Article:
Why do the attacks on Chris McDaniel continue?

Ryan S. Walters | @ryanswalters73

Although our friends at Y’all Politics, the Sun Herald, and throughout the Republican Establishment will not like me saying this, it doesn’t make it any less true: Senator Chris McDaniel has become the preeminent state legislator in all of America.504267449

There is no one better known or more influential, particularly in the conservative movement. Few state lawmakers, if there are any at all, write for national publications or speak at national events.  They are not the head of a newly created PAC that is focused on bringing conservatives together, nor do they sit for interviews by national radio and television hosts.

This is a great thing for Mississippi and should be celebrated by every Republican outlet and officeholder across the state.

But instead of seeing him as a rising star in the movement for conservative reform, Senator McDaniel is reviled, ridiculed, denounced, and dismissed by the Establishment Press. In nearly every political piece written by the Establishment’s hacks, masquerading as they do as pundits and journalists, they take shots at him. Yet he’s still standing, much to their chagrin.

In the most recent episodes, we can feature Bill Crawford in the Sun Herald, Emily Wagster Pettus for the AP, and Alan Lange of Y’all Politics, who cobbled together a column using the Pettus article to sling yet more mud, as if enough had yet to leave their poisoned pens.

Crawford’s piece, mostly rehashed from an earlier Lange column (they often rehash the arguments of one another), pondered why “tea party conservatives” did not offer any challenges to the state’s top leaders:

Could it be that most in the Tea Party are satisfied with current leaders? After all, Republican statewide leaders are all pro-gun, pro-life, anti-tax, anti-spending, anti-regulation, free market, small government, anti-Obama constitutionalists. That matches up pretty good with the ultra-conservative Club for Growth mantra that McDaniel et al mimicked.

First of all, Chris McDaniel didn’t mimic the Club for Growth or anyone else; they supported him because of his true conservative beliefs, particularly his support of economic freedom, which Crawford obviously loathes. Senator McDaniel also gained the backing of FreedomWorks and the Madison Project for the same reasons.

Each of those organizations gave their support to the only true conservative in the Mississippi Senate primary and they are not enamored with any other state leaders in Mississippi. If anything, Tate Reeves and other Mississippi Republicans are mimicking McDaniel, at least in this election year when it’s time to fool voters once again.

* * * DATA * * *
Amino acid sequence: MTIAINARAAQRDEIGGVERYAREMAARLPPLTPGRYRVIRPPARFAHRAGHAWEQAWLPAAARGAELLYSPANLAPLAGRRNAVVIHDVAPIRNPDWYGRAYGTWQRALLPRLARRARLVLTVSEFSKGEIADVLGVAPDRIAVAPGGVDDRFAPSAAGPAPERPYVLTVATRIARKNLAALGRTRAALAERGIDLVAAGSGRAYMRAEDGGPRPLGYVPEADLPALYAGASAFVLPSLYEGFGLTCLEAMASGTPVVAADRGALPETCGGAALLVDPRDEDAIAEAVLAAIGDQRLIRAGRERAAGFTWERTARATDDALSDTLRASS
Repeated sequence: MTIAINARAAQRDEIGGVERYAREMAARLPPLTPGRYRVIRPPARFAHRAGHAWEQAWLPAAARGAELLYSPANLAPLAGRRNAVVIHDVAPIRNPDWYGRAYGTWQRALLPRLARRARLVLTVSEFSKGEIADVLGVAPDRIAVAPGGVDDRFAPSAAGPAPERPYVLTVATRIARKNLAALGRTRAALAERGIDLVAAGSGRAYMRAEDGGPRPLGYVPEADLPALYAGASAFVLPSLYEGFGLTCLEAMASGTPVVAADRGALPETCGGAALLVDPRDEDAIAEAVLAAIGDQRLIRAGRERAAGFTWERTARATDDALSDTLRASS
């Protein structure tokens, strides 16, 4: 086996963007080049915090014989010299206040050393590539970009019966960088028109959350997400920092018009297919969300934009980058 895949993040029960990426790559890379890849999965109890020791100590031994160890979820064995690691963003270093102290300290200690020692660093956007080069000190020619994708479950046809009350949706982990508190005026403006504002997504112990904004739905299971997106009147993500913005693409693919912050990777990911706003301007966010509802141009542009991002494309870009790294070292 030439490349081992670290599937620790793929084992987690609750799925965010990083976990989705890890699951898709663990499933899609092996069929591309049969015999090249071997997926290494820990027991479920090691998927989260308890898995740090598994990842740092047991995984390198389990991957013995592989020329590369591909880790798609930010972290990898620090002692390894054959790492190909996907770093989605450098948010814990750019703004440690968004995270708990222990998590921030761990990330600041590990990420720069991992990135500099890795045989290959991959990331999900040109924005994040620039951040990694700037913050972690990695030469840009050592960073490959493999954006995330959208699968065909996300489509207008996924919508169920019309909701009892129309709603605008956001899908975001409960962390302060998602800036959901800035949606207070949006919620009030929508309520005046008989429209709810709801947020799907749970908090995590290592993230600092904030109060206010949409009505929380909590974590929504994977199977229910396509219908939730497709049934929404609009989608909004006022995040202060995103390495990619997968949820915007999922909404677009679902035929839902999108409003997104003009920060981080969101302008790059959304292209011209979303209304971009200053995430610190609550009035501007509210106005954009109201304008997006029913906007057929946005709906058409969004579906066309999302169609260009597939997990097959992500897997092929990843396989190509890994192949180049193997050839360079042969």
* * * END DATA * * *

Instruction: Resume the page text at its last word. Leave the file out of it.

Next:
For her part, Pettus assailed the supposed ineffectiveness of McDaniel’s Conservative Coalition, showcasing a little spat between Senator Will Longwitz of Madison, who recently quit the coalition, and McDaniel. With the coalition seemingly in shambles, writes Pettus, it “never lived up to its own billing as a study group to create serious policy proposals.”

The motive behind such an attack is to discredit the Conservative Coalition in the public’s mind, making it seem like an extremist organization that can accomplish nothing but the promotion of Chris McDaniel, it’s only intended goal, at least that’s what they would have us believe. The problem, though, stems not from the coalition itself but from the Republican Establishment that dominates state politics and seeks to crush movements like McDaniel’s.

So why does the GOP Establishment continue to assault Senator McDaniel in the press? If he were a nobody, if his political career was on the ash-heap, if he was no more than a loud-mouth extremist and do-nothing state senator, they would spend not a drop of ink to assail him. But that is not the case; the assault continues almost on a daily basis.

Simply put, they fear him, and what he could accomplish in the future. If he is successful, their way, the corrupt establishment path, will come to an end and they know it. They are desperate, not for positive change and reform, but to maintain the status quo at all costs, as we saw during the June 24 runoff.